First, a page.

A Kearny carwash could be in hot water after the state filed a civil-rights lawsuit against them alleging workplace sexual harassment of an openly lesbian employee that also claims the business fired her after she complained about the harassment to the state’s Division on Civil Rights.
The state’s three-count complaint alleges that Kearny Auto Spa, 946 Passaic Ave., Kearny, subjected the woman to a hostile work environment in the form of “severe and pervasive harassment,” while failing to maintain an anti-harassment policy in the workplace — or take action in response to her repeated internal complaints.
The complaint alleges the woman’s supervisors made crude comments about her sexual orientation on a regular basis while her fellow line employees repeatedly propositioned her for sex.
The complaint also alleges Kearny Auto Spa subjected the woman to “differential treatment” because she was a woman. In particular, the managers reportedly gave her less favorable work assignments and work hours than her male counterparts.
The suit also alleges the woman was unfairly fired on June 19, 2013, just a month after she reported the alleged patterns of harassment she faced, to the Division on Civil Rights.
“This type of pervasive, sexually harassing workplace conduct alleged in the state’s complaint is unacceptable and, more directly on point, unlawful,” New Jersey Attorney General John Jay Hoffman said in a statement. “In any employment setting, workers have a right to do their jobs without being subjected to inappropriate comments, solicitations for sex and other harassment. Furthermore, employers have a responsibility to protect their employees from such harassment. Allegedly firing a worker because she reported the alleged conduct is an obvious abdication of that responsibility.”
According to the complaint, the victim began working at Kearny Auto Spa as a detailer on July 17, 2012. The woman, whose name is being withheld because of the nature of the conduct alleged, was the only female auto detailer employed at Kearny Auto Spa at the time.
Among other allegations, a manager at Kearny Auto Spa is accused of repeatedly asking the victim how she and her partner engaged in sex, while her immediate supervisor allegedly told her on several occasions that he would “take care of” her female partner.
Both men also are accused of regularly asking the woman whether she planned to go home with female friends who brought their cars in for service, and her immediate supervisor is accused of having once directed her to turn around so he could view her buttocks.
Two of the victim’s fellow auto detailers are alleged to have propositioned her for sex on multiple occasions, and one of the victim’s fellow employees is accused of leaving written notes in the workplace expressing his desire for her.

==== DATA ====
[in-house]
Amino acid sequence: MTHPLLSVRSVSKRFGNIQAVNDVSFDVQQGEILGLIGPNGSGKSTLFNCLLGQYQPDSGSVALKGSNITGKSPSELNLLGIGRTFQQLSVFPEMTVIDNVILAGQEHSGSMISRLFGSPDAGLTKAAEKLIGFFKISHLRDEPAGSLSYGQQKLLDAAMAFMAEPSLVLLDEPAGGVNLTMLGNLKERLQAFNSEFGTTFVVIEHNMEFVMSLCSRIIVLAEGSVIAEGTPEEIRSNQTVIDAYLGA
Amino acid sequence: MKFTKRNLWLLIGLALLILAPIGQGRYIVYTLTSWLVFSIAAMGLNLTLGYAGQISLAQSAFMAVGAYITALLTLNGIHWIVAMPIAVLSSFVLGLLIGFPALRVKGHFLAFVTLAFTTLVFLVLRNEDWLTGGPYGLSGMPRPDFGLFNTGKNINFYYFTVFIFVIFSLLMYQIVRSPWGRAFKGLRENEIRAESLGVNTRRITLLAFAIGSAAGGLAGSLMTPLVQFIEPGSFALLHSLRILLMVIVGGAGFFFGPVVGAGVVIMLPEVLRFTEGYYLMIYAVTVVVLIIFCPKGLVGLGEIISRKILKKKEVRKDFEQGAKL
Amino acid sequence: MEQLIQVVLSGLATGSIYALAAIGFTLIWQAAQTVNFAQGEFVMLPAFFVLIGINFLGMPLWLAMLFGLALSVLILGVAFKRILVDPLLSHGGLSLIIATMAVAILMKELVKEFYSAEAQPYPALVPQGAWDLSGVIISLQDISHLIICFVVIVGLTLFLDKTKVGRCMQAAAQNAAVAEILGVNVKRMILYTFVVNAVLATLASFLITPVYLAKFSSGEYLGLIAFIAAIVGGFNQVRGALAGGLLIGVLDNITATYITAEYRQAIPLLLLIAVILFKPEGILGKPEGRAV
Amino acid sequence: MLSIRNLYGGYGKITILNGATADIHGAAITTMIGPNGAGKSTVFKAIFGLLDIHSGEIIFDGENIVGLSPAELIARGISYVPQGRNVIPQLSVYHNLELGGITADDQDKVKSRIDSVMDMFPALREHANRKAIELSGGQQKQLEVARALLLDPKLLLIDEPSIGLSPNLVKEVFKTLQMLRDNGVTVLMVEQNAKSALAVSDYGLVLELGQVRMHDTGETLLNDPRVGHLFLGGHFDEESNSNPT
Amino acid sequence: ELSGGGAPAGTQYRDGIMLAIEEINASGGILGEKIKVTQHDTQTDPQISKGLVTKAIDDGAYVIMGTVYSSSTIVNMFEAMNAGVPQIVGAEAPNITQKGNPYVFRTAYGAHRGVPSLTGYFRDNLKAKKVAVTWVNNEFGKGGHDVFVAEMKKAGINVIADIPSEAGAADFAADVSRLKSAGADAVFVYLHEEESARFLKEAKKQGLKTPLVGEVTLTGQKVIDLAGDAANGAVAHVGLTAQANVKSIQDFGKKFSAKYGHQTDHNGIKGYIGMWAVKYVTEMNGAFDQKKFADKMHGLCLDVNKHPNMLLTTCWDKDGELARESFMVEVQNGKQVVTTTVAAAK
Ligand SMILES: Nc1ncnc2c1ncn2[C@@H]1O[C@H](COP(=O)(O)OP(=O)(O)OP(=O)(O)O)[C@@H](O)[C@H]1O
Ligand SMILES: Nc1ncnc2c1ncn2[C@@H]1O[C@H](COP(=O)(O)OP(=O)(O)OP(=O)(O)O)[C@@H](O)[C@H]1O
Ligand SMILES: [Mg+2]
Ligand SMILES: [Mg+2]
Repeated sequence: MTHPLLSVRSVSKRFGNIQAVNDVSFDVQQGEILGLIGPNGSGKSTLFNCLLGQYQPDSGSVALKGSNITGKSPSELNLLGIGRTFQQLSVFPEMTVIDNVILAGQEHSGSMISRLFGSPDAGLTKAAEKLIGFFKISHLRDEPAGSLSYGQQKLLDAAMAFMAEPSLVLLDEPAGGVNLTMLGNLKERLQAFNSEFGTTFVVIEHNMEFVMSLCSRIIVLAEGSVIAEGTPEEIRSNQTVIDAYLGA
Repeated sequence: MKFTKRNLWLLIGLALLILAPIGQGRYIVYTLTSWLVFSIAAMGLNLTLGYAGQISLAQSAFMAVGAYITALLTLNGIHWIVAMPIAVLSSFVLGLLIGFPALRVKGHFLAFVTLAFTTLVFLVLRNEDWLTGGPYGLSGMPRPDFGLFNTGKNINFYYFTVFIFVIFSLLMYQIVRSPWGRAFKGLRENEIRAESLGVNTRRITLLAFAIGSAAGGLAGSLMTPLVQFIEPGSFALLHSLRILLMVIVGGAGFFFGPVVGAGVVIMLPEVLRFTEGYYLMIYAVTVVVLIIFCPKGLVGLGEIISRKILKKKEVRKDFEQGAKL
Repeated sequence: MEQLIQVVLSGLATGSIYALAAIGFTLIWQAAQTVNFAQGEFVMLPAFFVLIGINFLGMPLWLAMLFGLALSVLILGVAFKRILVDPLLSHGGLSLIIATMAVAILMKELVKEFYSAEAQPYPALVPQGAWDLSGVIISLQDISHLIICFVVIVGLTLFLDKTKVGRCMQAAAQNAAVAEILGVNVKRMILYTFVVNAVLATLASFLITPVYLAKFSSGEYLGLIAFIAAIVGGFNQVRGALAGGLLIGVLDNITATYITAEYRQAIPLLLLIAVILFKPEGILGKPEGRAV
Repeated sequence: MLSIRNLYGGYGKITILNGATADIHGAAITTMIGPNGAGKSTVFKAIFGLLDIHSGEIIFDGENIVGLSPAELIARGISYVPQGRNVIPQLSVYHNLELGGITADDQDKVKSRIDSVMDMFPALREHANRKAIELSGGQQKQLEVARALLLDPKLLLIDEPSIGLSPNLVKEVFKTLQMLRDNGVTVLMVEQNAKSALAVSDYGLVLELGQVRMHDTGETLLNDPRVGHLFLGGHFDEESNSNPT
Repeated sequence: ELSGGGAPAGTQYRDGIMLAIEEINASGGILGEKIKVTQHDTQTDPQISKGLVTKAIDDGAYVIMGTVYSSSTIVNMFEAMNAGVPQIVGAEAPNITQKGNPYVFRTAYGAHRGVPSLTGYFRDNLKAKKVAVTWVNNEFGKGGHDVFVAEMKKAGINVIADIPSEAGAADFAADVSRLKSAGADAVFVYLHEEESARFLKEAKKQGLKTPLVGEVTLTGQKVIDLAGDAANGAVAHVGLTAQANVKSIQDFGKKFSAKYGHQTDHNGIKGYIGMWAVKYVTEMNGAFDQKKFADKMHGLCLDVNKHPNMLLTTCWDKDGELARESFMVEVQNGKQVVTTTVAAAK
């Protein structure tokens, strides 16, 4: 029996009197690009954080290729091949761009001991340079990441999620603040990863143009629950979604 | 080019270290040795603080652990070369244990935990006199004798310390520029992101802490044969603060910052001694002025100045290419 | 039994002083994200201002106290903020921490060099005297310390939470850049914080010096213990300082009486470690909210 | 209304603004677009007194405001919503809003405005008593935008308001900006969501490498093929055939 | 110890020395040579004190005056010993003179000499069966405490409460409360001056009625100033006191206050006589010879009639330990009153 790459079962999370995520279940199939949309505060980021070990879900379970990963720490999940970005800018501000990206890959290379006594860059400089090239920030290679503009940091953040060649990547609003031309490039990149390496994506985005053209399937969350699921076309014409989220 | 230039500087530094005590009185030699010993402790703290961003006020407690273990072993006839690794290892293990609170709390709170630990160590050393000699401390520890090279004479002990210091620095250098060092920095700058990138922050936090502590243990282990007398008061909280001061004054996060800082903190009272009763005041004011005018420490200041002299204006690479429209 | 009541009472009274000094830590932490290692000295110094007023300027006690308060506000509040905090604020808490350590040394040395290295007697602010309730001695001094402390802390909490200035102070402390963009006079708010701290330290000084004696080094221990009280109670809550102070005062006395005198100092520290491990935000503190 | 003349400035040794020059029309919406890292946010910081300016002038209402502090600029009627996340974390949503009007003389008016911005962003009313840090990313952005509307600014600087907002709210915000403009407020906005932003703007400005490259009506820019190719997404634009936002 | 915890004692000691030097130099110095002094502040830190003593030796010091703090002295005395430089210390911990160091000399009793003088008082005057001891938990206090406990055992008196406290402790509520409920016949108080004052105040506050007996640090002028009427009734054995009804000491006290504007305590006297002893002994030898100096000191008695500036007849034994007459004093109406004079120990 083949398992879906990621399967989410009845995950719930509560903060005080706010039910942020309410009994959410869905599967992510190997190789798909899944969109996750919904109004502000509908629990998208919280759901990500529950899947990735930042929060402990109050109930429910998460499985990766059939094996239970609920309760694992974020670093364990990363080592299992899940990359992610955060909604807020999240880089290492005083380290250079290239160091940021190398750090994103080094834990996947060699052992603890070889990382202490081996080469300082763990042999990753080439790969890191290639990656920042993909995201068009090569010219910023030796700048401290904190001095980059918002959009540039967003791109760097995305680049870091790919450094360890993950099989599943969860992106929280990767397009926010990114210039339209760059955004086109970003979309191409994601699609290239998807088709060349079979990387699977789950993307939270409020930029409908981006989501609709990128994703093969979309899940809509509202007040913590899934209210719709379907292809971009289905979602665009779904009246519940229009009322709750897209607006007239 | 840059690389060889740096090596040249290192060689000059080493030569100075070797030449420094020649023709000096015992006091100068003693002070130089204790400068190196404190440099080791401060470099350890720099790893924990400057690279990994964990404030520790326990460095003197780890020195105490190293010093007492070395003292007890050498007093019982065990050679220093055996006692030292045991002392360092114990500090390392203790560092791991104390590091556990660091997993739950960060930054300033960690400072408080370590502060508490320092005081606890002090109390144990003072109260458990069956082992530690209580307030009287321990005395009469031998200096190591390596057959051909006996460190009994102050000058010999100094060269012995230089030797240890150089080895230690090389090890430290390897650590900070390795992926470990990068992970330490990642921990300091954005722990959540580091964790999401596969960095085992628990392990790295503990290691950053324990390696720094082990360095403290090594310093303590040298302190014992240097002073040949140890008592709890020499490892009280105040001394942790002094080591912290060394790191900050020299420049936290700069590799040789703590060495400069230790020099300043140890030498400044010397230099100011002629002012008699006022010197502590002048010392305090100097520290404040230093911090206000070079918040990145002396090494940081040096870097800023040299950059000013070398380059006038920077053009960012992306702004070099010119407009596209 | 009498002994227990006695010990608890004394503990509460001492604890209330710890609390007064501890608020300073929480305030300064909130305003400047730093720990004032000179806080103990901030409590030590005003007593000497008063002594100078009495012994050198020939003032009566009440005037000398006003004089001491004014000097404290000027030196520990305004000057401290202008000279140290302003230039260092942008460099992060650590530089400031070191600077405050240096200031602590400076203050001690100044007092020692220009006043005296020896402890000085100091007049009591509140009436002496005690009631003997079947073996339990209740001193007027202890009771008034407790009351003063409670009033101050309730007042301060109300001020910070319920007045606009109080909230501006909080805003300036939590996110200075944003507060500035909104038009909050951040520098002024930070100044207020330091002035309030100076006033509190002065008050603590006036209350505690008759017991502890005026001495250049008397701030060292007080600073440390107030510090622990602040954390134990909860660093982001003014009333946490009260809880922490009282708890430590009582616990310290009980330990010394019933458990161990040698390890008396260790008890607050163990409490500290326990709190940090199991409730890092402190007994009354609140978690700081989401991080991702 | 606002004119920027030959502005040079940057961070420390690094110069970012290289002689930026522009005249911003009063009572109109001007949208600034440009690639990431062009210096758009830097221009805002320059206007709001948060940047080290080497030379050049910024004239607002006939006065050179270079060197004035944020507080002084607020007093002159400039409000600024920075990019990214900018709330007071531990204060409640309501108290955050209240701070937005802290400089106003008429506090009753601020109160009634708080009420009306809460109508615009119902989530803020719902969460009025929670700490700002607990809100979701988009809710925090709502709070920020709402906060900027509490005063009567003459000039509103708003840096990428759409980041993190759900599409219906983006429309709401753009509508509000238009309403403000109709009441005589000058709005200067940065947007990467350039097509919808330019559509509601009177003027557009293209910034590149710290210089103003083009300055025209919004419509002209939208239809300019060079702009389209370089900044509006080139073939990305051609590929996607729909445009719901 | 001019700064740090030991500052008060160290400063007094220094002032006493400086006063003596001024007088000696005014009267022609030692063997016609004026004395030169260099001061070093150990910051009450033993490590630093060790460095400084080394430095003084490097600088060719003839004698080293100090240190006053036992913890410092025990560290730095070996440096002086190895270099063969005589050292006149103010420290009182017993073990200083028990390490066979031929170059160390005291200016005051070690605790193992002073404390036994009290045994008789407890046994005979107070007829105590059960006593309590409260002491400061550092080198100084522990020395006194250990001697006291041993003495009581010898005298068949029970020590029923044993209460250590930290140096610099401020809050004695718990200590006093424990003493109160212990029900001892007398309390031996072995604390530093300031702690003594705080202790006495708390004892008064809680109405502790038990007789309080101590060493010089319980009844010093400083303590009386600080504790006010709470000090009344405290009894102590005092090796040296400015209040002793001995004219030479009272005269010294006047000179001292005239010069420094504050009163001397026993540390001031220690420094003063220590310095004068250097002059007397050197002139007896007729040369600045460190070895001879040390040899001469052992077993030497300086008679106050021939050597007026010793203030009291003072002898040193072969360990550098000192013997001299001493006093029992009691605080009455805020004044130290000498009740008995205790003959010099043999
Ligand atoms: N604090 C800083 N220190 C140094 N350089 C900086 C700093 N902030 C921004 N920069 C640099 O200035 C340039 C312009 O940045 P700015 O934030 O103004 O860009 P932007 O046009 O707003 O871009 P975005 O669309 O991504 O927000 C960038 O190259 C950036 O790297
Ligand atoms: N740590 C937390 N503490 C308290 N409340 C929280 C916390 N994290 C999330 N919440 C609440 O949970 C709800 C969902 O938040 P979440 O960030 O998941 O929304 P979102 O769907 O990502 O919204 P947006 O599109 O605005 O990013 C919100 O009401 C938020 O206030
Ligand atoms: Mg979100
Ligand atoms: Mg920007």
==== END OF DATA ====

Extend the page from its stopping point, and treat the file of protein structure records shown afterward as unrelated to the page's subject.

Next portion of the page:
The woman’s immediate supervisor also reportedly told her “men do a better job,” and on one occasion, allegedly forced her to continue doing work that placed pressure on a painful knee because “since you act like man, I’m going to treat you like a man.”
The complaint says the woman was terminated on June 19, 2013, because she left work before her shift was over, and because she had received prior warnings about tardiness and leaving early. The ex-employee denies those allegations, however, and Kearny Auto Spa has no supporting documentation, according to the complaint.
The complaint also asserts Kearny Auto Spa changed its rationale for firing the woman in the midst of the investigation into her allegations — from alleged tardiness and leaving early to a lack of skill at the job. However, the complaint notes Kearny Auto Spa failed to provide records or other evidence to support its claim that she was a substandard employee.
The suit seeks lost wages, damages for mental and emotional distress and any other costs associated with the alleged harassment of the woman, as well as her retaliatory firing. The complaint also seeks punitive damages for the employer’s “willful” violation of the New Jersey Law Against Discrimination, imposition of civil penalties in accordance with the LAD statute and other relief.
It is not immediately clear the specific dollar amounts being sought.
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Kevin A. Canessa Jr. is the editor of and broadcaster at The Observer, a place where he has served on and off since 2006. He is responsible for the editorial content of the newspaper and website, the production of the e-Newspaper, writing several stories per week (including the weekly editorial), conducting live broadcasts on Facebook Live, including a weekly recap of the news — and much more behind the scenes. Between 2006 and 2008, he introduced the newspaper to its first-ever blog — which included podcasts, audio and video. Originally from Jersey City, Kevin lived in Kearny until 2004, lived in Port St. Lucie. Florida, for four years until February 2016 and in March of that year, he moved back to West Hudson to return to The Observer full time. Click Here to send Kevin an email.